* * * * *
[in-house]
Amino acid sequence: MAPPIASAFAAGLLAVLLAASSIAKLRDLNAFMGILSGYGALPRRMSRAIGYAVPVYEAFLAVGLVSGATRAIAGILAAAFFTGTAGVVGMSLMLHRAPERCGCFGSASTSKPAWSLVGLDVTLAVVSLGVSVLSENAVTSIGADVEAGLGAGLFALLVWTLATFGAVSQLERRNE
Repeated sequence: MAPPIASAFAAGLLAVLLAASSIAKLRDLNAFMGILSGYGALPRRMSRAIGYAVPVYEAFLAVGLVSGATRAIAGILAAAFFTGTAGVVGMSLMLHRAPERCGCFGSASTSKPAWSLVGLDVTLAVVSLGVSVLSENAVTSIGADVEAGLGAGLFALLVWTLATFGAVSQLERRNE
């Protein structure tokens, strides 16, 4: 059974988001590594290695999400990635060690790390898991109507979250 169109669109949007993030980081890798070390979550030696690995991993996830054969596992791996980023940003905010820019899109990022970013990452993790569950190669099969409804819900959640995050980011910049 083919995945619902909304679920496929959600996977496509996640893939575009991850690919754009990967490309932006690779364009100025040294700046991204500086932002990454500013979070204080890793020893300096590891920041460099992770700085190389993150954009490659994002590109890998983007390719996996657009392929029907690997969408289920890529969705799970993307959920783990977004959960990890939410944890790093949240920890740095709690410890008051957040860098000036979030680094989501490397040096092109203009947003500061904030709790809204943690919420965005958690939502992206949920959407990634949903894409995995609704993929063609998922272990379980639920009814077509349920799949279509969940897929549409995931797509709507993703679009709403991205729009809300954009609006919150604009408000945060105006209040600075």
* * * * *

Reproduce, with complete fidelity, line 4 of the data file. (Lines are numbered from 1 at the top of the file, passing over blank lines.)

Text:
């Protein structure tokens, strides 16, 4: 059974988001590594290695999400990635060690790390898991109507979250 169109669109949007993030980081890798070390979550030696690995991993996830054969596992791996980023940003905010820019899109990022970013990452993790569950190669099969409804819900959640995050980011910049 083919995945619902909304679920496929959600996977496509996640893939575009991850690919754009990967490309932006690779364009100025040294700046991204500086932002990454500013979070204080890793020893300096590891920041460099992770700085190389993150954009490659994002590109890998983007390719996996657009392929029907690997969408289920890529969705799970993307959920783990977004959960990890939410944890790093949240920890740095709690410890008051957040860098000036979030680094989501490397040096092109203009947003500061904030709790809204943690919420965005958690939502992206949920959407990634949903894409995995609704993929063609998922272990379980639920009814077509349920799949279509969940897929549409995931797509709507993703679009709403991205729009809300954009609006919150604009408000945060105006209040600075």